As a child, my sisters and I used to live for the Miss America, Miss USA and Miss Universe pageants. We watched them live, recorded them for later viewing, and even made our own beauty pageants by using the family video camera (this was the ’80s so the camera was huge and attached to an actual VCR that we dragged around).
I have since lost the pageant love. I haven’t seen one in years, but I’ve been interested in the latest pageant news. First, it turns out that Donald Trump owns Miss USA. Who knew? (Kind of creepy, actually.) Second, apparently good little girls aren’t winning. (I have noted that Vanessa Williams, who was dethroned in the 1980s–I’m too lazy to look up the exact year–is the only Miss America who really succeeded in show business. Intereseting, isn’t it?)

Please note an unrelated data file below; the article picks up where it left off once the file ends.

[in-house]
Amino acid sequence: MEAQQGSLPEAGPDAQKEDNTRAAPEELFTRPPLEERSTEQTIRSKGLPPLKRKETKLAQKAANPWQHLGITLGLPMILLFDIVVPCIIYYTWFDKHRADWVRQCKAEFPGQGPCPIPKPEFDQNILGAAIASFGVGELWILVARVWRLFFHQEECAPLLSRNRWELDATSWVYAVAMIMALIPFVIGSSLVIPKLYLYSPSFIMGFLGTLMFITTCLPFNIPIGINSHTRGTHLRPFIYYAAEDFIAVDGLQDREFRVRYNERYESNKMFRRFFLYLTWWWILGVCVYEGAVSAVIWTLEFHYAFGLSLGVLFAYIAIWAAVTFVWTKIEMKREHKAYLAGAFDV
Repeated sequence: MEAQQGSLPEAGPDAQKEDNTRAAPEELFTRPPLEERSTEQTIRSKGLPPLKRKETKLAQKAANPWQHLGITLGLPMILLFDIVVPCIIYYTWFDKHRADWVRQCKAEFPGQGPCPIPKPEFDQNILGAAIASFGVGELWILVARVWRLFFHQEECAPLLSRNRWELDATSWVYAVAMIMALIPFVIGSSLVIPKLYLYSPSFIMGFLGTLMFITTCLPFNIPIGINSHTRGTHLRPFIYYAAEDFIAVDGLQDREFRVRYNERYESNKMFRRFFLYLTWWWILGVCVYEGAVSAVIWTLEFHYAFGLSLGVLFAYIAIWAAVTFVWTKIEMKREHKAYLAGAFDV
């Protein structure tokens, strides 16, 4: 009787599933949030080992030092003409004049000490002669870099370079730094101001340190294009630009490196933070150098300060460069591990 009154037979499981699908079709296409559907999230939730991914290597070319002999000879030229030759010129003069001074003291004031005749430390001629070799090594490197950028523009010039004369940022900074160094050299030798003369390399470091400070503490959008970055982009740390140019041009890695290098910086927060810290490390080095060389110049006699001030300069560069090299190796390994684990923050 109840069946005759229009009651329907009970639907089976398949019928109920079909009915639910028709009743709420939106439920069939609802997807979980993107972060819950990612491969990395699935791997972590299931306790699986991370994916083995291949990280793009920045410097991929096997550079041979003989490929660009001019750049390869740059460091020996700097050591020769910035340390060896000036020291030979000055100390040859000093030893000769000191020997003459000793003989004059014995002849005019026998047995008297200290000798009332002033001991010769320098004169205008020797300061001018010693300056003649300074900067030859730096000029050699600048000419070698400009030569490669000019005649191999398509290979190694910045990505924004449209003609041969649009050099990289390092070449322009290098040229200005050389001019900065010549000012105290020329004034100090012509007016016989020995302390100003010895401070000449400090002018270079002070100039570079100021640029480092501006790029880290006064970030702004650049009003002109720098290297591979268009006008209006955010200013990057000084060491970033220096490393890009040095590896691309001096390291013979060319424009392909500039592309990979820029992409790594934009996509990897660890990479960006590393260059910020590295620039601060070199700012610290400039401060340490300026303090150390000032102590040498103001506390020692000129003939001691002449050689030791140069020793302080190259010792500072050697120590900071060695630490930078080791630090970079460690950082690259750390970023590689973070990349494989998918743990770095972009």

Miss USA, Tara Conner, was allowed to retain her title after she had a little too much inapproriate fun at a NY nightclub. Now, Miss Nevada has had her crown revoked for risque photographs posted online. (And no, the link isn’t to the photos, it’s to the Washington Post. I’m not that kind of blogger.)
Time for our little HR application. First, I hope Mr. Trump has specific rules about how such pictures are not permissable. Second, I would have liked to see Miss Conner kicked out as well. Kind of makes you wonder how someone as ruthless as the Donald (or as he portrays himself to be) would let someone like that stay “on staff.”
But, since most of us aren’t in the position to choose the fate of beauty queens, a better application would be this. Nothing is quite as permanent as an embarrassing situation. As I like to tell my Sunday School Class, God may forgive you and forget your sins, but your neighbors never will. Your spring break your sophomore year in college could have been 10 years ago, but it may cause you problems in your current job.
So, you must always be good. You never know who is watching–and who is taking pictures. Don’t yell at the cashier at the grocery store–the person in line behind you may be someone you are supposed to interview with (or interview) tomorrow. Most companies don’t appreciate obscene pictures of their employees surfacing anywhere.
So, be good.